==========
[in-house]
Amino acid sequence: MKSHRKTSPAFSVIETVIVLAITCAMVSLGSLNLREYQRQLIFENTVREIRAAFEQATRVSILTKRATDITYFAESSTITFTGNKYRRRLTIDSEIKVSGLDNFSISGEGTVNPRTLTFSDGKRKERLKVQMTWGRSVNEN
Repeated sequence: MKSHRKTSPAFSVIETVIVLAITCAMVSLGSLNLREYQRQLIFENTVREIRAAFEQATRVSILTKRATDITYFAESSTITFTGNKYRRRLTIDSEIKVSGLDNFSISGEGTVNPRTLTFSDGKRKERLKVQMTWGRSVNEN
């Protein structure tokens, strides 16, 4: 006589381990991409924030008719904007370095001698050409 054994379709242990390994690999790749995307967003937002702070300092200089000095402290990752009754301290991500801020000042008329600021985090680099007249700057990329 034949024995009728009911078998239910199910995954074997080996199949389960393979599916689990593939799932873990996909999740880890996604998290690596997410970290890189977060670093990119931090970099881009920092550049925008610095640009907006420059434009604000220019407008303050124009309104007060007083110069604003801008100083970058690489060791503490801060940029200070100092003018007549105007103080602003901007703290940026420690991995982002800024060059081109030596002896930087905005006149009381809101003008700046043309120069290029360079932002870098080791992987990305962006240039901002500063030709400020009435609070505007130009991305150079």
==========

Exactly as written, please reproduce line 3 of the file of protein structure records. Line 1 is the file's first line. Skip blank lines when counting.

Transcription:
Repeated sequence: MKSHRKTSPAFSVIETVIVLAITCAMVSLGSLNLREYQRQLIFENTVREIRAAFEQATRVSILTKRATDITYFAESSTITFTGNKYRRRLTIDSEIKVSGLDNFSISGEGTVNPRTLTFSDGKRKERLKVQMTWGRSVNEN